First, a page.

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Duct Design Air Flow Velocities

HVAC System and Components Design and Engineering Data
Engineering Fluid Flow Design and Engineering

Duct Design Air Flow Velocities - Typical

HVAC - air conditioning and heating systems usually require some form of duct system to channel air to places where the conditioned air is needed. A poor HVAC dust design, faulty installation installation job will result in poor performance, bad air flow, leaky duct systems, and higher than usual energy costs. It is important that the installation process is to make sure the duct work is sized properly. An over sized duct system will cost more and may not not maintain the desired air flow and an undersized duct system can cause the system to inadequately flow the HVAC air to the desired destinations.

The following should be considered in an effective duct system design.

  • Tradeoff's between the costs of the duct system and the energy cost of the air distribution system.
  • space available,
  • noise level requirements,
  • capacity for expansion,
  • maintainability
  • Ductwork system be designed for the air conditioning load.
  • Each room or space should be evaluated and a determination of how much air flow will be required

Table - HVAC Ducts Air Velocities

Intake Louvers Velocity (FPM)
  • 7000 cfm and greater
400
Exhaust Louvers
  • 5000 cfm and greater
500
Panel Filters
  • Viscous Impingement
  • Dry-Type, Pleated Media:
    • Low Efficiency
    • Medium Efficiency
    • High Efficiency
    • HEPA

200 to 800

350
500
500
250

Renewable Media Filters

  • Moving-Curtain Viscous Impingement
  • Moving-Curtain Dry-Media

 

500
200

Electronic Air Cleaners

  • Ionizing-Plate-Type
  • Charged-Media Non-ionizing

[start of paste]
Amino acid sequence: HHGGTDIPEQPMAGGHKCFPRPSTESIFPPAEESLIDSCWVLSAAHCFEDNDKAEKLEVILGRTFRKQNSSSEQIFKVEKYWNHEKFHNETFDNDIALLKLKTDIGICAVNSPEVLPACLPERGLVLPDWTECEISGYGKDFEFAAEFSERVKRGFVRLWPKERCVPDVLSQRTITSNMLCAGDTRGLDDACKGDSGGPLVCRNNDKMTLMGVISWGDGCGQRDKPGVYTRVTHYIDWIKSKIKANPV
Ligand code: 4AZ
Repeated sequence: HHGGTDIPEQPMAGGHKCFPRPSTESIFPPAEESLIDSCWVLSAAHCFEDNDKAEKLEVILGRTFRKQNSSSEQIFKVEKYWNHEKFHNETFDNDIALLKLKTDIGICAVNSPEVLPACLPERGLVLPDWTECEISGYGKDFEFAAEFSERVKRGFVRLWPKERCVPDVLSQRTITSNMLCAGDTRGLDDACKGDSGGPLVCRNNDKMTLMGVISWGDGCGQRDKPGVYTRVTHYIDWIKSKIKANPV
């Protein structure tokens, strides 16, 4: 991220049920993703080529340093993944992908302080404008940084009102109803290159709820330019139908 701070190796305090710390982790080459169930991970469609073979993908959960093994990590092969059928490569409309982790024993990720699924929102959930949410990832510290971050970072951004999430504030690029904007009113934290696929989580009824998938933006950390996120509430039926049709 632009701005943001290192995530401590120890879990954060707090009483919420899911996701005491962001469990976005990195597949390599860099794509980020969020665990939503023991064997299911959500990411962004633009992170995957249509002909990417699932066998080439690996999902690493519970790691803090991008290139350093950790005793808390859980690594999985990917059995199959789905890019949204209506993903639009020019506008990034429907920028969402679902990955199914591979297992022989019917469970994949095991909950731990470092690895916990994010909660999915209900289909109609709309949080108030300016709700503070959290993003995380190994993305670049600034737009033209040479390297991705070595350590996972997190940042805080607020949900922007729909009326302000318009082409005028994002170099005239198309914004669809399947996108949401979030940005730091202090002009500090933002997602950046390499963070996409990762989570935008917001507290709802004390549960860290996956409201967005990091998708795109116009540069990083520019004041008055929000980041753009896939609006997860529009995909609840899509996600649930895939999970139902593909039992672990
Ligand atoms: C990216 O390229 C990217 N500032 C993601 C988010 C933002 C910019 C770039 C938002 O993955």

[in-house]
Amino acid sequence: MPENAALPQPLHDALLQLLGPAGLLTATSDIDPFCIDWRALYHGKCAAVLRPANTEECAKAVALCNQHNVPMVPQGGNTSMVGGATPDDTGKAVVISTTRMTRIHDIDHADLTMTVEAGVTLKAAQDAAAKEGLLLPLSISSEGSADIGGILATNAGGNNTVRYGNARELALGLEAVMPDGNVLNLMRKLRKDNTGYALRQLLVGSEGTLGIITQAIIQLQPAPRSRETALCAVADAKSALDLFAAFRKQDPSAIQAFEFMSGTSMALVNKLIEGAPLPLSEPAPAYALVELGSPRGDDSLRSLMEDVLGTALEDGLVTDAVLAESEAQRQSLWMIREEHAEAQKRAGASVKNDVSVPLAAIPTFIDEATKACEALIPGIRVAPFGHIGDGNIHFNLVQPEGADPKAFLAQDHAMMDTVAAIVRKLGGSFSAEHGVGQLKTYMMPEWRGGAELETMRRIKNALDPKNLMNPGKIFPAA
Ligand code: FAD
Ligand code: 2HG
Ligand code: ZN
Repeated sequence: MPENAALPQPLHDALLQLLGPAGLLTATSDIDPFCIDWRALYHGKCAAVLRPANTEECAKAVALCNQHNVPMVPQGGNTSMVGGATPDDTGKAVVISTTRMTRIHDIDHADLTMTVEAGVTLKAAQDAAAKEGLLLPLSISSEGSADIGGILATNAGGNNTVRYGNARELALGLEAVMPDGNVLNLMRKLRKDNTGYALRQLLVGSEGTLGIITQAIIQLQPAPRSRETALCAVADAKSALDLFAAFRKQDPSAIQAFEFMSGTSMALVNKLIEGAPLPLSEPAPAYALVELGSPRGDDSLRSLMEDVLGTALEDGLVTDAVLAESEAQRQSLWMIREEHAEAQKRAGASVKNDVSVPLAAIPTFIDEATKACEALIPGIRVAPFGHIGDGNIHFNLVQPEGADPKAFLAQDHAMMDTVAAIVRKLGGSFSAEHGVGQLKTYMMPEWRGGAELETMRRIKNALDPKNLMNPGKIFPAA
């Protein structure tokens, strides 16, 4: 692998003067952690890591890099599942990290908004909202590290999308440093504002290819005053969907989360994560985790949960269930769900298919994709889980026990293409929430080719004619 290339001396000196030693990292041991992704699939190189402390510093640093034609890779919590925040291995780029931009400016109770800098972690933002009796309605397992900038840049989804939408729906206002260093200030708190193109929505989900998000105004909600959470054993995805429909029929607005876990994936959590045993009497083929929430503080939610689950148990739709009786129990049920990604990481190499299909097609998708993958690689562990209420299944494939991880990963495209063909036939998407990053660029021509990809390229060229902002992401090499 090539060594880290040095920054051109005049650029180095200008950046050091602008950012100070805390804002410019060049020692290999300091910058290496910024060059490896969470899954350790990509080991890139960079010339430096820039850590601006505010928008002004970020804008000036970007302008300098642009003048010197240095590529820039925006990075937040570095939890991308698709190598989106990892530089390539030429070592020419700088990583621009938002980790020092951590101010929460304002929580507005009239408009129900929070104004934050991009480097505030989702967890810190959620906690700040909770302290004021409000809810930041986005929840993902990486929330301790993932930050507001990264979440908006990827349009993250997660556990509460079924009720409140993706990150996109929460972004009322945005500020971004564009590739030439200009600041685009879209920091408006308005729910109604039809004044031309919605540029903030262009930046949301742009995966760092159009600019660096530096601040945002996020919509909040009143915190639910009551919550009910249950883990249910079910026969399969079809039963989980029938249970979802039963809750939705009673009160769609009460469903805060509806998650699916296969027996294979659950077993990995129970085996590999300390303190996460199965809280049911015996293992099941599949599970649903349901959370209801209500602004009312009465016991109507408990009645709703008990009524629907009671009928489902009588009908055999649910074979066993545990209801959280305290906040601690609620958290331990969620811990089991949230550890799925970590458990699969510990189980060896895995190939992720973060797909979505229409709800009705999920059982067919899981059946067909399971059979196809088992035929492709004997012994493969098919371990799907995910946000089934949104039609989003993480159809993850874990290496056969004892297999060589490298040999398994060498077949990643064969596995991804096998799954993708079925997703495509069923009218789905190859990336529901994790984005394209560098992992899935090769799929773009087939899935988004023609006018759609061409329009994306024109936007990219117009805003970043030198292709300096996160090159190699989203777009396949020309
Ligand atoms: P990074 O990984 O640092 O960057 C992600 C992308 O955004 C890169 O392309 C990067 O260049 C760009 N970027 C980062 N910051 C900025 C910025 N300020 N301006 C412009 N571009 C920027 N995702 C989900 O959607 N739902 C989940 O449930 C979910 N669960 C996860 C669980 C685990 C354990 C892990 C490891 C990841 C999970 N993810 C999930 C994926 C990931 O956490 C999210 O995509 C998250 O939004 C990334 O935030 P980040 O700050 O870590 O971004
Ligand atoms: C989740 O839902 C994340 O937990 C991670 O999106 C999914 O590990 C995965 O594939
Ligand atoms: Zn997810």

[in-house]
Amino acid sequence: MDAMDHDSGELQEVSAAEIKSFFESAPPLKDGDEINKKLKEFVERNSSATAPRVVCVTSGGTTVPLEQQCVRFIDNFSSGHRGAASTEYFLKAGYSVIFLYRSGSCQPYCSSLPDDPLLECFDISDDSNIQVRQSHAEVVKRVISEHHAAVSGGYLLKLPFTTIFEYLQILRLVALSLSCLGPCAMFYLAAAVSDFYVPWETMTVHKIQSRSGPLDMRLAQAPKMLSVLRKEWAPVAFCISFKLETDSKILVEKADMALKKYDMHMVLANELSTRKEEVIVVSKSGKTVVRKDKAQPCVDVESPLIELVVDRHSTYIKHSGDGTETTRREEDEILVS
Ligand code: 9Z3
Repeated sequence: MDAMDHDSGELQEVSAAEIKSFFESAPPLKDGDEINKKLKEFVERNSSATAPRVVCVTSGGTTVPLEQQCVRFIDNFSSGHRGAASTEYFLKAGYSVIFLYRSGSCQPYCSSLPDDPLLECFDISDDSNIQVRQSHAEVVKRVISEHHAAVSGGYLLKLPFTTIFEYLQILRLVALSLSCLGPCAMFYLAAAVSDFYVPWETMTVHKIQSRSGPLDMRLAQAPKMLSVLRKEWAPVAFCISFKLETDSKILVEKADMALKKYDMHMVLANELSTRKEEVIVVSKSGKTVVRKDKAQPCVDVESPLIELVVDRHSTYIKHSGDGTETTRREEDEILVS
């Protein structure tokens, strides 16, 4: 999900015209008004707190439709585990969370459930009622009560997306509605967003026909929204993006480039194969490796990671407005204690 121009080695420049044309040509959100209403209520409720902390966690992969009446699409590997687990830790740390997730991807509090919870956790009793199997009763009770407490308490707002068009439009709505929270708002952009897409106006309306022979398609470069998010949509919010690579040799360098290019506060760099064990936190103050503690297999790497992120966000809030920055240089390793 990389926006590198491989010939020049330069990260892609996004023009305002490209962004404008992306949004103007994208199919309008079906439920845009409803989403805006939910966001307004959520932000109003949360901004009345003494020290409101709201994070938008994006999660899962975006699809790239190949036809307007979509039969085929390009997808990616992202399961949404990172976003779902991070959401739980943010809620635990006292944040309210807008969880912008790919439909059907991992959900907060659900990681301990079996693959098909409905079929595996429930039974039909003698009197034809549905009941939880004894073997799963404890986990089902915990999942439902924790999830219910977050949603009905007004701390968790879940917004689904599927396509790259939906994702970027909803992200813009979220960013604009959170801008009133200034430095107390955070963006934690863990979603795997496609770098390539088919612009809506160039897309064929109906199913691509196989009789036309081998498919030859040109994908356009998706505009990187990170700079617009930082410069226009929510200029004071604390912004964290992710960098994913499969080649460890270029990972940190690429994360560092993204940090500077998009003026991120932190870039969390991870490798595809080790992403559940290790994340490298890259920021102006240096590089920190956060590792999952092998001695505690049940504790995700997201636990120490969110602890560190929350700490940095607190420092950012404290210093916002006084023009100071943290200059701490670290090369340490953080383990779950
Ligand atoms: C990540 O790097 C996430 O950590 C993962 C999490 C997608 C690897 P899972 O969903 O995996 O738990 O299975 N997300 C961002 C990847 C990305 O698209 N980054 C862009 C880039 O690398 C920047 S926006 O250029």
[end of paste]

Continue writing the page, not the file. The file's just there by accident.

• Charged-Media Ionizing

 

300 to 500
250
150 to 350
500 to 600

Steam and Hot Water Coils 200 min
1500 max

Electric Coils

  • Open Wire
  • Finned Tubular

 

Refer to Mfg. Data
Refer to Mfg. Data

Dehumidifying Coils 500 to 600
Spray-Type Air Washers 300 to 600
Cell-Type Air Washers Refer to Mfg. Data
High-Velocity, Spray-Type Air Washers 1200 to 1800


Adapted from ASHRAE “Pocket Guide” 1993


Typical Air Design Velocities for HVAC Components (Ducts)

Duct Element
Face Velocity,
m/s
Louvers
Intake
7000 cfm3300 L/s and greater
2
Less than 7000 cfm3300 L/s
See Figure 1.0
Exhaust
5000 cfm 2400 L/s and greater
2.5
Less than 5000 cfm 2400 L/s
See Figure 1.0
Filters
Panel filters
1 to 4
Viscous impingement
Dry-type, extended-surface
Duct velocity
Flat (low efficiency)
Pleated media (intermediate efficiency)
Up to 3.8
HEPA
1.3
Renewable media filters
Moving-curtain viscous impingement
2.5
Moving-curtain dry media
1
Electronic air cleaners
Ionizing type
Heating Coils
Steam and hot water
2.5 to 5
1 min., 8 max.
Electric
Open wire
Refer to mfg. data
Finned tubular
Refer to mfg. data
Dehumidifying Coils
2 to 3
Air Washers
Spray type
Refer to mfg. data
Cell type
Refer to mfg. data
High-velocity spray type
6 to 9

 

Louver Area vs Flow Chart

Parameters for Figure
Intake
Louver
Exhaust
Louver
Min. free area (1220 mm2 test section
45
45
Water penetration, mL/(m2 · 0.25 h)
Negligible
(< 0.3)
N/A
Max. static Pressure Drop, Pa
35
60

Figure 1.0 (Table + Chart Data) Criteria for Louver Sizing ( 2017F, Ch 21, Fig. 19)

Adapted from: ASHRAE Pocket Guide for Air Conditioning, Heating, Ventilation, Refrigeration SI 9th Edition

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